Over the next couple of weeks, I’m going to post a few interviews with worship leader friends of mine, who serve in different kinds of churches around the country, in different denominations, and with different approaches.
But they’re all humble servants who have been faithfully pointing their congregations to Jesus for a while now, and I’d love for you to get to know them too.
Today, I introduce you to Todd Wright. Todd is a worship leader in Texas, and is also a really good song writer. One of the songs he co-wrote, “Hallelujah For the Cross” has become fairly well-known over the last year (especially since Newsboys covered it). So, now he’s a pretty big deal and his pick-up truck is full of Grammys. (Just kidding. He doesn’t drive a pick-up truck.)
JB: Hi Todd! Tell us a little about yourself and your family
TW: I’m Todd Wright. My wife, Kristen and I have been married for 18 years. We’ve got two kids, Jonah (14) and Finley (10.) I’m the worship pastor at Bethel Bible Church in Tyler, Texas. (We have three campuses total. I am at what’s known as the “South” campus.) This September 1 will by my 8-year anniversary at Bethel. I can’t believe it’s been eight years already! They’ve flown by. When I came to Bethel, Kristen and I were very committed to staying at the church for the long haul. That’s not to say God won’t ever move me, but I believe worship leaders should think long and hard about where they land. I honestly believe that a worship leader who stays faithful over years and years is helpful to the church at large.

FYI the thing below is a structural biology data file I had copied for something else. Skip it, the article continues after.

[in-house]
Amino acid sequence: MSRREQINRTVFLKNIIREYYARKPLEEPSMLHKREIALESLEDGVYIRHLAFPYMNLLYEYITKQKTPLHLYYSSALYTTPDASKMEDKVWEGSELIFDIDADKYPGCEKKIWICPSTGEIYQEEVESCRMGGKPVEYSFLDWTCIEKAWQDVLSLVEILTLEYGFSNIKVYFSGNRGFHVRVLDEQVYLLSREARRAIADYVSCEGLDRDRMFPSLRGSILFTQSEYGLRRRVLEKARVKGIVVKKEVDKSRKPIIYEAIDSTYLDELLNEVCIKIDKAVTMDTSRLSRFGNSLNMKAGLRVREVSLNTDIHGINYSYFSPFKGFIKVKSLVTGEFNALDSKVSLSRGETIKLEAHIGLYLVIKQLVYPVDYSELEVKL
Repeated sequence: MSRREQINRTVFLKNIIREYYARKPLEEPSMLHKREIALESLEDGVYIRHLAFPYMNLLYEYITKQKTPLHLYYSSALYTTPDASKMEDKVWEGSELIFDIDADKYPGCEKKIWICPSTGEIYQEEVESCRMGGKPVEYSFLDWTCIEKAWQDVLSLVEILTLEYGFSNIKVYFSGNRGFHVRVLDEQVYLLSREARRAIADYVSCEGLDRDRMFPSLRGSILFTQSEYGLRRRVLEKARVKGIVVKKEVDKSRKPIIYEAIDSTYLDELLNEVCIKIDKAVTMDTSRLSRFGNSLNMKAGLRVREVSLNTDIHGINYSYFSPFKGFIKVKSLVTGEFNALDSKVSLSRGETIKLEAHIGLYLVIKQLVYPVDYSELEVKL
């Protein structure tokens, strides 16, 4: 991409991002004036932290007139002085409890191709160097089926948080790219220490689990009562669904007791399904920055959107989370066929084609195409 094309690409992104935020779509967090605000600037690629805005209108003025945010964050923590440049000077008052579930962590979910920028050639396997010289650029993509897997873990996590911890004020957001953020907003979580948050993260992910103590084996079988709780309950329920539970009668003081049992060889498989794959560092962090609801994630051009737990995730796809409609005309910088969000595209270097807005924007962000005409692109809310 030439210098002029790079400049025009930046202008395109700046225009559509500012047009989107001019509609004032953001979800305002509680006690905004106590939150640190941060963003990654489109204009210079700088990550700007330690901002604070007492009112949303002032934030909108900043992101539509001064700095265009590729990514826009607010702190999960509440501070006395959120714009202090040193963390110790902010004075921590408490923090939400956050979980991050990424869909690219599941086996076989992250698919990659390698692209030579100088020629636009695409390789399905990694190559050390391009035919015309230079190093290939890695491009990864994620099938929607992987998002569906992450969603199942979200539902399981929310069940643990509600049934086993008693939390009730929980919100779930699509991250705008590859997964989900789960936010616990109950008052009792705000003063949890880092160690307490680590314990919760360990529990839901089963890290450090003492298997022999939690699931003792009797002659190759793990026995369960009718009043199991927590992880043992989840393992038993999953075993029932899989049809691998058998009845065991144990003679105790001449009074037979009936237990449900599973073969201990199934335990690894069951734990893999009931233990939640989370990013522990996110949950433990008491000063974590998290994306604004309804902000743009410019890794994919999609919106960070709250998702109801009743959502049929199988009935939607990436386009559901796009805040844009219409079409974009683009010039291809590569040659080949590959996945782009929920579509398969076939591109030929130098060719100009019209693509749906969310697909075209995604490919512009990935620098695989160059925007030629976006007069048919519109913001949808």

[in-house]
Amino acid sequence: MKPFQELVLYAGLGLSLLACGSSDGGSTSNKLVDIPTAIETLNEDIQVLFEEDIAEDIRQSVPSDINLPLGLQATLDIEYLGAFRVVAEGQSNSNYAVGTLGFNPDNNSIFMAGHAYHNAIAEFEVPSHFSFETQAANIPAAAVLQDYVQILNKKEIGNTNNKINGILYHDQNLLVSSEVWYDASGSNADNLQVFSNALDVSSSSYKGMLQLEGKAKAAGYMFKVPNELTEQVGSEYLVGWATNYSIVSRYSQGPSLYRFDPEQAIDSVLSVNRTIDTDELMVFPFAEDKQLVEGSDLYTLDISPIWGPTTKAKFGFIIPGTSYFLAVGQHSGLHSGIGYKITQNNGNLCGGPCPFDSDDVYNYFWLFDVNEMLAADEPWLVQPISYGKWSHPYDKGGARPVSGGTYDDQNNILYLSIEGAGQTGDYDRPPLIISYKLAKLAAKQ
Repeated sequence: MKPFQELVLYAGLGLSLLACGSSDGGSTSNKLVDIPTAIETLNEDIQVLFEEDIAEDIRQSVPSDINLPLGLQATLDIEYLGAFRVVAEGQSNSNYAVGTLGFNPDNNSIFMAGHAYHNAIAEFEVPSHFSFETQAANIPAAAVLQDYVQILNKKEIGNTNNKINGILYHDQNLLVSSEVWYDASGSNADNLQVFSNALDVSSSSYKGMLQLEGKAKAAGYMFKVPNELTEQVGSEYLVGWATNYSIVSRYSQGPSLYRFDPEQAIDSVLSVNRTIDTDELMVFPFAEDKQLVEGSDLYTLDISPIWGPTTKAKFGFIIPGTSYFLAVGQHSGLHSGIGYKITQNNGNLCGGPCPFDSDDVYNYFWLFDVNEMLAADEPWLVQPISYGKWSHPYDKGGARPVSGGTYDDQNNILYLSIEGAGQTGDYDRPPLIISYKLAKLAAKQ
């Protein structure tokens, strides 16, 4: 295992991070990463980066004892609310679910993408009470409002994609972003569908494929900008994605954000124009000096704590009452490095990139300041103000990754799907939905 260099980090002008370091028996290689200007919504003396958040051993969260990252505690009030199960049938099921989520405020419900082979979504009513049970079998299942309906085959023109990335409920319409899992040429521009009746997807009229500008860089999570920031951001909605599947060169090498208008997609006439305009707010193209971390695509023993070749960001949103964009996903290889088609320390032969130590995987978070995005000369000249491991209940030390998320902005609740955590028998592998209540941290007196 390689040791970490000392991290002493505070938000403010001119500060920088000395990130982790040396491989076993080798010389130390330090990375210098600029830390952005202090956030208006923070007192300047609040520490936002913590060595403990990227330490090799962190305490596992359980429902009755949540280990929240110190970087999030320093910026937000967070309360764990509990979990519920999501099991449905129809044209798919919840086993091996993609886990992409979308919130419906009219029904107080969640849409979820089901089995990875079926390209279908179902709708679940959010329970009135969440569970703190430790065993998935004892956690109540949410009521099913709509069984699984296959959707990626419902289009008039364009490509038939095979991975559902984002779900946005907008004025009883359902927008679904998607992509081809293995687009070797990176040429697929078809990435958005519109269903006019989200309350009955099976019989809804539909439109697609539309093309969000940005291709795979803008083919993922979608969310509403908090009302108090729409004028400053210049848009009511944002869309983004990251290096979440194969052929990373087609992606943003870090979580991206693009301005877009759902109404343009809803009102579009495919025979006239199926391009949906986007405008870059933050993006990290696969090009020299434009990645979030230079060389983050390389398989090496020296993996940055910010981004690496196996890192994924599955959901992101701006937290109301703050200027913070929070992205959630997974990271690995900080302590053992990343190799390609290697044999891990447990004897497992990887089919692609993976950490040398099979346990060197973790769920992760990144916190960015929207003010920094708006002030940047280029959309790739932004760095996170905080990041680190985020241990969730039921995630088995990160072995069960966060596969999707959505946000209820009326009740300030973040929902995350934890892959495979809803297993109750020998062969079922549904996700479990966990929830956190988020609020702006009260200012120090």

How long have you been leading worship?
I started leading worship when I was 14. (If you call singing along with Carman CDs in the youth group, “leading,” that is.) I turn 40 in October which means I’ve been doing this in some capacity for 26 years. The mechanics of singing and arranging have gotten easier, but I’m still constantly unlearning and relearning what it is to do the job. One of the most important thing that God’s shown me is that worship leading isn’t about doing only the things I like on the platform. I need to be engaged in worship, but I’ve got to pastor my congregants. The longer I do this, the more I realize I also have to work hard to be “invisible” on the platform, lest my personality or preferences become the focus of the singing time.
When it comes to songwriting, I try to remember five very practical rules.
- Avoid cliche.
- Melody is everything.
- Count syllables.
- Know the difference between a “song for me” and a “song for us.”
- You have to write a lot of bad songs before you write a good one.